All other ...................................................
All other articles ....................................................
Domestic exports ........................... ..................
Foreign goods .................................. ...... ......
Total exports .................... ....... ..... .........
The imports from Salvador with the United States for the year
ending June 30, 1893, were:
Goods free of duty ................ .................. 355,674
Goods dutiable ..................................... 56
Total...................... ......... ......... .. 355, 730
There has been a general complaint throughout all the countries
of Central and South America as to carelessness in packing goods
in the United States. The following report of Vice-Consul
Dawson shows clearly the necessity for careful attention on that
point and explains the rough handling to which merchandise is
subjected in Salvador.
UNLOADING AND LANDING.
The more or less bad condition in which goods reach this country is largely
due to the usage to which packages are subjected on landing at the ports and
during their transportation from the ports to the interior. The knowledge,
then, of the facts concerning the landing and transportation difficulties in Salvador
is bound to be a sure guide to manufacturers and exporters intending to pack
goods destined for this country.
In the first place, goods are hoisted from the holds of vessels in a rough and
careless manner and thrown down into lighters or big open launches, where they
are as roughly put in order, with utter disregard to the size or resistance of frail
packages on which heavy ones are piled, to the detriment of their contents.
Once loaded, the lighters are rowed a distance of from half a mile to 2 miles
(at Acajutla and La Libertad) to the wharf, where the goods are again hoisted
some 30 or 40 feet from the launches to the pier in a somewhat similar fashion
to that observed in unloading them from the steamers. From the head of the
pier the cargo is once more moved, placed on small platform cars, pushed some
4oo feet over rails by hand at La Libertad, and drawn by oxen at Acajutla to
the custom-house, where warehouses are provided pending the registering of
At La Uni6n the process just described varies a little with regard to the pier.
There the lighters, which are long and narrow Indian canoes or "bougos," as
they are called, are supposed to reach the land directly from the steamers; but,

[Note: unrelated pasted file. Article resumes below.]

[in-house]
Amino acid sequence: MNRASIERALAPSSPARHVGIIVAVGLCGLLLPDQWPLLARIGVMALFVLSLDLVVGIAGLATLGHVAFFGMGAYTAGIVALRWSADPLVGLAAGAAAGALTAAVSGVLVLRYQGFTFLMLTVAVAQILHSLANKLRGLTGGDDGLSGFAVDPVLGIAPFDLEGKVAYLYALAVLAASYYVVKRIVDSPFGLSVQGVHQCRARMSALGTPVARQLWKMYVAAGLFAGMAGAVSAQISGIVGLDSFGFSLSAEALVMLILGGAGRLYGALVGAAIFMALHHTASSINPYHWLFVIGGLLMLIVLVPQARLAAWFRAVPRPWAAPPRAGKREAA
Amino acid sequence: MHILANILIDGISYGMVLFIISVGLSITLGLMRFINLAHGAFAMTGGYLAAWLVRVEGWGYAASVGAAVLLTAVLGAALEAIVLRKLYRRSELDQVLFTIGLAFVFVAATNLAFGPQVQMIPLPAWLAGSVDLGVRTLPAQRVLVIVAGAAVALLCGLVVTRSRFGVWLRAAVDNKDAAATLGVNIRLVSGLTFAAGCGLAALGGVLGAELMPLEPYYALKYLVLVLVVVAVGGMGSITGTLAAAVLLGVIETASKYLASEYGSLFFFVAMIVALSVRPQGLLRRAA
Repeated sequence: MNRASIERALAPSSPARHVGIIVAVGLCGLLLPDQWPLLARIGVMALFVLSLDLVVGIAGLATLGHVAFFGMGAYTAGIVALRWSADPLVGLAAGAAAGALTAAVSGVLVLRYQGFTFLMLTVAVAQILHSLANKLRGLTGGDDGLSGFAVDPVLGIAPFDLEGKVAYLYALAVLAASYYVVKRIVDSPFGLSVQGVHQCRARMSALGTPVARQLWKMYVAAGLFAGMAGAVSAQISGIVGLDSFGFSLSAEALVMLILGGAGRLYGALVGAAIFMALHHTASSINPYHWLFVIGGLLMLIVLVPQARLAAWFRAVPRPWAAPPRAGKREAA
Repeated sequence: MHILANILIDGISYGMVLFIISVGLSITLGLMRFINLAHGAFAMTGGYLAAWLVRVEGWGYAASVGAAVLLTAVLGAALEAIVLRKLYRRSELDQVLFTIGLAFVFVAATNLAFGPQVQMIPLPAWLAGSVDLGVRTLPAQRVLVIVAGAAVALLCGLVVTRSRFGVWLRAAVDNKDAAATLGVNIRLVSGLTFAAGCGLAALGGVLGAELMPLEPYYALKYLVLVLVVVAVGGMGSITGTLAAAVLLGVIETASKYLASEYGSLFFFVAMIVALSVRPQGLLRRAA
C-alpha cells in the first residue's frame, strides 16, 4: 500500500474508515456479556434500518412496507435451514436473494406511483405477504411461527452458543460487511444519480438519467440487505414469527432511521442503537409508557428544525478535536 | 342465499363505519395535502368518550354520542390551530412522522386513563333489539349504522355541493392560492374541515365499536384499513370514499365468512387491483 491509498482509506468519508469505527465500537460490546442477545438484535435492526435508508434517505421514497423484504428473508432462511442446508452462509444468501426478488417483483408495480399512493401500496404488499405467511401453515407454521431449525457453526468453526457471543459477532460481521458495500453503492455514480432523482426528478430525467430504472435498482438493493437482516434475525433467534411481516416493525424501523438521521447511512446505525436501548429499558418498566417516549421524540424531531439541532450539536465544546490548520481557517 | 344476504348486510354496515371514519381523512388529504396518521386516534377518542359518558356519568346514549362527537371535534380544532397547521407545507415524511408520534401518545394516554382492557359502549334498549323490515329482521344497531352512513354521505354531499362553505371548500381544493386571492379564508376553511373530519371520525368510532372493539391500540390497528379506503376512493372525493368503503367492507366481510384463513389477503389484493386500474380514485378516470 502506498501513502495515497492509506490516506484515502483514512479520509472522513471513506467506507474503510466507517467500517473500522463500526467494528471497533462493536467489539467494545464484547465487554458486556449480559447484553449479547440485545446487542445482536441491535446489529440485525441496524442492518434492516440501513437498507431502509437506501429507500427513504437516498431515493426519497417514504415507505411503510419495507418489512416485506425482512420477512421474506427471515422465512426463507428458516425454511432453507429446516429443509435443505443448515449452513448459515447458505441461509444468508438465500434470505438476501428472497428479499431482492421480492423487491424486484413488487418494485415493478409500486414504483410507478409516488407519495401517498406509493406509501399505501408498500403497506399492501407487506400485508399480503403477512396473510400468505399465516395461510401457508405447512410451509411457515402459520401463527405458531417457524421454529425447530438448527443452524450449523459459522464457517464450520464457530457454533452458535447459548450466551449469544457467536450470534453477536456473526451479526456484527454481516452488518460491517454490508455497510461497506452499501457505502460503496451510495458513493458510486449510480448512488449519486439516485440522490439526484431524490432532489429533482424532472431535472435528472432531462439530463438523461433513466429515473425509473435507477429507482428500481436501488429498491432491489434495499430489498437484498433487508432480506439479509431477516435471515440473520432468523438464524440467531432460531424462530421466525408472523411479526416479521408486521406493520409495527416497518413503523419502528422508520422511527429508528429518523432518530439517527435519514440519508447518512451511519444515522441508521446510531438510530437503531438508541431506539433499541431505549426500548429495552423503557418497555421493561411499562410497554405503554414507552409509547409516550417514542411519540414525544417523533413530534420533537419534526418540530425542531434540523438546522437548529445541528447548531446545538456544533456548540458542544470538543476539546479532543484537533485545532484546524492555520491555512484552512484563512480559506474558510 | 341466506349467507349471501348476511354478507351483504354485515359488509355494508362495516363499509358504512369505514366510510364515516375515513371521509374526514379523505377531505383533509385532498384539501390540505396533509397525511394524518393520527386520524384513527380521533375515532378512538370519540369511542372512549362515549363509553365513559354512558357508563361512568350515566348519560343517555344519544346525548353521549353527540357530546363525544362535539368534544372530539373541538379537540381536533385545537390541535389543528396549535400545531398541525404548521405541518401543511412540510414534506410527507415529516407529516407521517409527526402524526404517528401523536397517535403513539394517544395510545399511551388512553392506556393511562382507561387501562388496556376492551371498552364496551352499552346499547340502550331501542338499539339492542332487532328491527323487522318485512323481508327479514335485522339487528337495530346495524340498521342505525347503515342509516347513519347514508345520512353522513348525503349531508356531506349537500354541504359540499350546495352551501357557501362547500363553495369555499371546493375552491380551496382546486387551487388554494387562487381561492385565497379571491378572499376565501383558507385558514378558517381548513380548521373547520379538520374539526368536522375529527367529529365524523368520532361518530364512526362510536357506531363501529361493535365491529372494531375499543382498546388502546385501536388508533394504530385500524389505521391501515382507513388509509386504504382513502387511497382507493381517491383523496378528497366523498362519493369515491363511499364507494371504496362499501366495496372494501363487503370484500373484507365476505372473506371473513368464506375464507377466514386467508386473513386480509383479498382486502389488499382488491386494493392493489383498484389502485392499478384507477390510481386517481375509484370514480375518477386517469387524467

as the water is too shallow for their draft, ox carts are driven up to the axles
into the muddy water, and the bales, cases, barrels, etc., are brought to them
from the boats on the shoulders of cartmen and boatmen who wade waist deep
from to to 25 yards. The carts, once loaded, are driven some 60 yards to the
custom-house, where the goods are thrown out and stowed pending registration.
EN ROUTE TO THE INTERIOR.
At Acajutla the cargo is taken from the warehouse on board. the cars of the
Acajutla Railroad to Sonsonate, or to the terminus at La Ceiba. Goods are
supposed to suffer a great deal less from rough handling by this route than on
the way from La Libertad or La Uni6n to the interior. The transportation
from Sonsonate and other railway stations to the western departments of Sal-
vador and from the two seaports mentioned above to the inland towns is done
by means of carts. These are two-wheeled vehicles drawn by oxen. Their
construction is primitive and strong. Their axles are made of wood, and the
body of the cart sits directly on the axle, without any springs. The length of
the carts is generally 9 feet and the breath 3% feet. In the dry season, when
the roads are supposed to be in good condition, they carry as much as 7 "cargas"
of z1 arrobass" each (z, ioo pounds). This load is reduced to 1,ooo and even
to 8o0 pounds in rainy weather, when the roads are next to impassable. One
hundred and twenty-five cubic feet of bulky and light cargoes can be transported
in one of these carts.
The roads in Salvador are, as a rule, very bad. They are not macadamized,
and can be described as simple cuts on the hillsides of sufficient width to allow
two carts to pass each other. Whenever traffic or a rain storm wears holes or
ditches in the roadbed, bundles of twigs or brush and loose earth brought from
the nearest cut on the roadside and placed therein are deemed enough by the
municipal officials to remedy the imperfection; the consequence is that the high-
ways are always in poor condition. To this it may be added that bridges are
extremely rare; that the ground is generally soft, easily cut by the rain, and
frequently muddy; that no regard has been taken for the grading of the ways,
which go almost straight uphill and down to the bottom of the valleys; and,
lastly, that the rainfall in the wet season is frequent and heavy.
Whenever an axle breaks, which is a very common occurrence, or whenever,
as more usually happens, a cart gets stuck in a mudhole, out of which the oxen-
small, ill fed, lean, and weak beasts-can not pull it, the custom on the road